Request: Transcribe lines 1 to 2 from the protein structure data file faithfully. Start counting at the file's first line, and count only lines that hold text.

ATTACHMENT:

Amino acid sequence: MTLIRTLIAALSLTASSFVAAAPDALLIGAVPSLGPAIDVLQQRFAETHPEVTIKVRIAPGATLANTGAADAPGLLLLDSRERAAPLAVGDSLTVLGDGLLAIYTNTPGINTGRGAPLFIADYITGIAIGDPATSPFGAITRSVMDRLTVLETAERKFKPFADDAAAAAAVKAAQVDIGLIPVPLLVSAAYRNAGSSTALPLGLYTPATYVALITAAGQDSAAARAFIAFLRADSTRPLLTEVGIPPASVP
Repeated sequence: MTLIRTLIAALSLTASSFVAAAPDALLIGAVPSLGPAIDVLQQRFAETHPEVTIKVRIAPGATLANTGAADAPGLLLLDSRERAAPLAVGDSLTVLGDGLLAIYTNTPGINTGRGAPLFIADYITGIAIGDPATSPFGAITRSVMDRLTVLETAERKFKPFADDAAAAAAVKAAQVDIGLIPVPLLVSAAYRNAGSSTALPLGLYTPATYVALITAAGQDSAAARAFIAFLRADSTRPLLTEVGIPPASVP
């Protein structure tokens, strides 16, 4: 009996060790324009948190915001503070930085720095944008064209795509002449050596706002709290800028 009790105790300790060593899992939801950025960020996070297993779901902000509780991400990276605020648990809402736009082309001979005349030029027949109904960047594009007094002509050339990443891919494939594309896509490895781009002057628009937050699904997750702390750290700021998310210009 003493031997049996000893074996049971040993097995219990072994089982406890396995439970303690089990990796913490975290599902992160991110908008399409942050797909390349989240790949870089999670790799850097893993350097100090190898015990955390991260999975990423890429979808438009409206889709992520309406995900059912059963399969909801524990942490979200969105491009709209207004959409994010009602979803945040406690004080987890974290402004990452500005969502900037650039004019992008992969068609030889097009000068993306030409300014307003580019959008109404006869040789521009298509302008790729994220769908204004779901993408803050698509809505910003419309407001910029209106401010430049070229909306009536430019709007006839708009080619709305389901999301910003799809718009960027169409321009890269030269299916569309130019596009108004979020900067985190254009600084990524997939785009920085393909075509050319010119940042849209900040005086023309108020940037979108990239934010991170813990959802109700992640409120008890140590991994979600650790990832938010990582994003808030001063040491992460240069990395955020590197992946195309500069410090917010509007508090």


Amino acid sequence: MTLIRTLIAALSLTASSFVAAAPDALLIGAVPSLGPAIDVLQQRFAETHPEVTIKVRIAPGATLANTGAADAPGLLLLDSRERAAPLAVGDSLTVLGDGLLAIYTNTPGINTGRGAPLFIADYITGIAIGDPATSPFGAITRSVMDRLTVLETAERKFKPFADDAAAAAAVKAAQVDIGLIPVPLLVSAAYRNAGSSTALPLGLYTPATYVALITAAGQDSAAARAFIAFLRADSTRPLLTEVGIPPASVP
Repeated sequence: MTLIRTLIAALSLTASSFVAAAPDALLIGAVPSLGPAIDVLQQRFAETHPEVTIKVRIAPGATLANTGAADAPGLLLLDSRERAAPLAVGDSLTVLGDGLLAIYTNTPGINTGRGAPLFIADYITGIAIGDPATSPFGAITRSVMDRLTVLETAERKFKPFADDAAAAAAVKAAQVDIGLIPVPLLVSAAYRNAGSSTALPLGLYTPATYVALITAAGQDSAAARAFIAFLRADSTRPLLTEVGIPPASVP